Scott Blackburn, aka patientlywaiting, wrote, "The is my wife's first bull and her very first elk. We've been married over 34 years. She loves the mountains, camping and going hunting & fishing with me but not what you'd call a hunter. About 31-32 years ago she shot two antelope which is all that she has shot. Now after putting her in for the past 14 years she finally drew a tag.
I made two trips into the area during the archery hunt before Labor Day and seen bulls, but nothing big. All the elk were pretty holed up in the timber during the day due to the heat and full moon and it wasn't until my last trip which was the last two days of the archery hunt (September 9th & 10th) before I heard them bugling and finally seen some decent bulls.
Once her hunt opened on the 18th, we seen bulls each morning and evening and she could have shot several smaller bulls each day, but nothing we wanted. I'm pretty proud of her because she hunted as hard as a guy could for three long days, passed up bulls, leaving camp each morning by 5am and dragging back in the trailer around 10 pm. We GPSed over 17 foot miles hunting and another 10 miles by the time we got the meat out and I never heard one complaint. And during the day it was pretty boring with no bugling and we were too far to go back to camp.
Other than in Yellowstone and Teton Park, she had never seen a bull bugled in and really had fun watching and hearing them screaming back and forth acrossed the canyon and watching younger bulls trying to steal cows from the older bulls. Also we were bugling and watching a bull acrossed the canyon and huge 5 point came in silently behind us and bugled at us. She said she thought we were going to get ran over.
Tuesday evening we were watching a canyon with a seep in it where each morning and evening we had seen elk coming and going, apparantly to the water, including some decent bulls and where just that same morning we blew a stalk on a nice six when the wind changed on us.
It was around sunset and I bugled and we immediately heard a bugle 400-500 yards above us on top of the ridge. We started moving up the hill out of the quakies where we could cut the distance and where we could see the hillside better. We traded bugles again and this time could tell he was moving down the ridge to our left which gave us an idea where he might appear. I bugled again and he bugled right back even closer to where we hoped he would end up and within a few minutes he walked out of the trees. We started scrambling around trying to get my wife into postion for the shot and I ranged him a 345 yards. I'm not sure where the fire was, but due to the smoke in the air to the west it was getting dark much faster than the night before, plus we were on a steep hillside where my wife couldn't find a good shooting position and would start to slide when she'd try to get into positon. I finally kicked a few holes in for my feet and my butt then leaned into the hill and let her slide down so she was sitting on my leg before she could get him in the scope while all the time I'm cow calling and bulging to keep him in the opening. Luckily, during all of this he moved even closer and was 310 yards thrashing a tree, but giving her only a straight on shot which was not what she'd hoped for. It was getting darker by the minute, while the bull is standing there straight onto us bugling and killing the tree when my wife suggested that I quit cow calling and maybe he'd move. A few moments after I stopped calling, the bull stepped to the side completely broadside and that's when she took the shot.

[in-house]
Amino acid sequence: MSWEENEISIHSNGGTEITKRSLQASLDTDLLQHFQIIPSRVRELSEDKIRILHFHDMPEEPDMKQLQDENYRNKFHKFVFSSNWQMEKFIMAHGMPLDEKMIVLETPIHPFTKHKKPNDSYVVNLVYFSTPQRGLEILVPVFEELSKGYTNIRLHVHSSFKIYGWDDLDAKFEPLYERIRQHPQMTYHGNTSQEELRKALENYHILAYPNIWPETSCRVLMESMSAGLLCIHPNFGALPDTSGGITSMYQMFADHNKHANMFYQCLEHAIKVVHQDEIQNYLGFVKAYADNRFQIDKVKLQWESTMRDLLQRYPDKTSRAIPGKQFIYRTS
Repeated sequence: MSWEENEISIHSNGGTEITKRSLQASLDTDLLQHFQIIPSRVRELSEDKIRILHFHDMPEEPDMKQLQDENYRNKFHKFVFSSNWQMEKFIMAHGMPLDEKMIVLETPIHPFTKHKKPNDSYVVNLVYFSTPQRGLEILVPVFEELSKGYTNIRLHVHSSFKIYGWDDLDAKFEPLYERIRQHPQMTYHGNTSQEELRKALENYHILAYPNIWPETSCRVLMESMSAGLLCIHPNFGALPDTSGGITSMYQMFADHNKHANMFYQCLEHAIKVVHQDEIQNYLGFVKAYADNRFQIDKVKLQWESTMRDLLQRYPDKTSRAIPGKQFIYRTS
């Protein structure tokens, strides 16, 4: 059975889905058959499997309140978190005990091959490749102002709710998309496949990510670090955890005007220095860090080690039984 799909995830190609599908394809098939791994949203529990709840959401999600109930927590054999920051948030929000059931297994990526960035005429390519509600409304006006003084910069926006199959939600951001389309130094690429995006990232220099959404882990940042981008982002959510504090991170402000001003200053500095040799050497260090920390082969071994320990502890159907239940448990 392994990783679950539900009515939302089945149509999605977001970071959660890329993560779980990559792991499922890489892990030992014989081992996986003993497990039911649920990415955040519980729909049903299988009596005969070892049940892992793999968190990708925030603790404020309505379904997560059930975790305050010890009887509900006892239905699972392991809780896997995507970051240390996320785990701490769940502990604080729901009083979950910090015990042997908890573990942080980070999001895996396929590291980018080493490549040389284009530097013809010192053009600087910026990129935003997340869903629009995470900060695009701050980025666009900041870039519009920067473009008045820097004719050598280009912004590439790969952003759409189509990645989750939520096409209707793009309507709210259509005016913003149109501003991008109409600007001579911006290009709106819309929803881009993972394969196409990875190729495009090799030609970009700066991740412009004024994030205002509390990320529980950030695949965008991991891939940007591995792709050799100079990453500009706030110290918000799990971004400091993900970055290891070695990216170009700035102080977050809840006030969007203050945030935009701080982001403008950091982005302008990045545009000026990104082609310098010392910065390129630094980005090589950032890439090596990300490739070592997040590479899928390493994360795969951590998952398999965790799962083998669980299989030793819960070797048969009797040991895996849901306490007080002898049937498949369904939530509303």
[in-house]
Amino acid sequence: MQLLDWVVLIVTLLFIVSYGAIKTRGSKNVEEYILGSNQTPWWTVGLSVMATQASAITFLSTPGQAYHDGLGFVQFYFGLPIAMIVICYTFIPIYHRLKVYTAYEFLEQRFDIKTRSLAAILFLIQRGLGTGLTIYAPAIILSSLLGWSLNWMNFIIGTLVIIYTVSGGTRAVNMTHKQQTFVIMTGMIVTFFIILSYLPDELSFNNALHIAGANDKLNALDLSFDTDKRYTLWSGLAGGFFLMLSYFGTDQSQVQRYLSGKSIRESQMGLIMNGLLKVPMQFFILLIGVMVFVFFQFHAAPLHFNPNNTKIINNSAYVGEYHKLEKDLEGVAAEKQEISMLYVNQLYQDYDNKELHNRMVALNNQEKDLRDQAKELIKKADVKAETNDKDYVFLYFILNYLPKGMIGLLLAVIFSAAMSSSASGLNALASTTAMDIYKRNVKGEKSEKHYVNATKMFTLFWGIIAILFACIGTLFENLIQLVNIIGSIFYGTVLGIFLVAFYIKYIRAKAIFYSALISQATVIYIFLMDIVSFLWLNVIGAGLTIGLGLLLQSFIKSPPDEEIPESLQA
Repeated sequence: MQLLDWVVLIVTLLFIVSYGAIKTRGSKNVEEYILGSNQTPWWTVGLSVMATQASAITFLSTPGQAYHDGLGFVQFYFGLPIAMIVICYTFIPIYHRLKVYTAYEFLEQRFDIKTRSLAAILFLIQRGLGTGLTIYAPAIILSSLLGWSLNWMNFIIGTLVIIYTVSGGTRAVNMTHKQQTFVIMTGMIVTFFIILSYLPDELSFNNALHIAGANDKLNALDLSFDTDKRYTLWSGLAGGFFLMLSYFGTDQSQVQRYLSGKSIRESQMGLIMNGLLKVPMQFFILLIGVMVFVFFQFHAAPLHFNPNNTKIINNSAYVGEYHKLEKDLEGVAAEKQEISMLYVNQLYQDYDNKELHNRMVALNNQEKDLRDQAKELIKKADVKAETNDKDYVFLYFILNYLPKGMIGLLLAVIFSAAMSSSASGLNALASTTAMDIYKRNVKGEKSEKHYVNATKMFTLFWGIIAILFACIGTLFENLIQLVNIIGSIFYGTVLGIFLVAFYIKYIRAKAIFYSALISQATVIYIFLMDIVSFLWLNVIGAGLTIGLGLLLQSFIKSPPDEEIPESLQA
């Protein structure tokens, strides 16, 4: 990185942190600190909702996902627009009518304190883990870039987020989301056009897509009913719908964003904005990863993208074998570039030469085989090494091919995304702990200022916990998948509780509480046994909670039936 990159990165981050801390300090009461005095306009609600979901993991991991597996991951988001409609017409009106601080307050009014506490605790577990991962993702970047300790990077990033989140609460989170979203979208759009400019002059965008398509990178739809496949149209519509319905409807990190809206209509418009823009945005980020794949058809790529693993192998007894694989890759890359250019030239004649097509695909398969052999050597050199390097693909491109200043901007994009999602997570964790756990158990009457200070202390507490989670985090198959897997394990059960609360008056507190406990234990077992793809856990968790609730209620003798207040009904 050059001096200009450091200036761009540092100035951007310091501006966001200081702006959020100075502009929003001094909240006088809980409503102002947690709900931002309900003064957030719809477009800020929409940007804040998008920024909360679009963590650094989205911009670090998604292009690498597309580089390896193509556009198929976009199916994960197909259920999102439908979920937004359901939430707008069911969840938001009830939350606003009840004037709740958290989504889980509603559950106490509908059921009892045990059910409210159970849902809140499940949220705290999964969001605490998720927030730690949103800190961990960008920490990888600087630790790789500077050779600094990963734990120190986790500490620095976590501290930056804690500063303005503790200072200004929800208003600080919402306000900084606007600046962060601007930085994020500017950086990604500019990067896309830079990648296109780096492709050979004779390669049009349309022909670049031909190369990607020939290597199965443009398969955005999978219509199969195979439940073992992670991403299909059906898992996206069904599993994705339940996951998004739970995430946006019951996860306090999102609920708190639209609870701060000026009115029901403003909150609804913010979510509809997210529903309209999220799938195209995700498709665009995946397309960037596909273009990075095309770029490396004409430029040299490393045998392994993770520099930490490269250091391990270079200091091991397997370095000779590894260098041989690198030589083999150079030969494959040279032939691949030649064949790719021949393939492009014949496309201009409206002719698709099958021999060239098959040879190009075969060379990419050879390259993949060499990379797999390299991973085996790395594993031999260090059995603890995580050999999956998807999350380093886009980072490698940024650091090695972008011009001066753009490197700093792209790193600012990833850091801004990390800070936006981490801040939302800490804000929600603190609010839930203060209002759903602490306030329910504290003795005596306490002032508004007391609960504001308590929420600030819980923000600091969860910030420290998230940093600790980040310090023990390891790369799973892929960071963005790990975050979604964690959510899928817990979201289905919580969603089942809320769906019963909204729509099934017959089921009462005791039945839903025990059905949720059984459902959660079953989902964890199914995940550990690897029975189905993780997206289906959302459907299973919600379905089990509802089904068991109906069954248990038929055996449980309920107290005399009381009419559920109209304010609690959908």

At the shot, the bull jumped and bucked one time then walked maybe 10' where he stood for 3-5 seconds before falling forward on his face in the hillside. Talk about an excited women when he hit the dirt. By the time we picked up all of our gear and got our packs on and worked our way through the trees and dead fall between us and the elk we had to use our head lamps to find him. Luckily 30 minutes later the full moon popped over the hill and it was bright the rest of the night.
After picture taking, caping, more pictures, quartering, and more pictures and then hauling the meat to the trees so it would be in the shade the next day, we loaded up with meat and the horns and headed for camp around 2am.
She shot the bull at dark, we made it back to the 4-wheeler at 4am, and in our trailer at 4:30am Wednesday morning just as our alarm went off to get up. One long, great day. We only slept 4 hours, and spent the next 12 hours hauling the rest of the meat and didn't get back into camp Wednesday night until 11pm.
It was a great hunt and I was lucky to share it with such a great gal. Next year she might just have a Mt Goat tag since she now has 15 goat points. I hope so."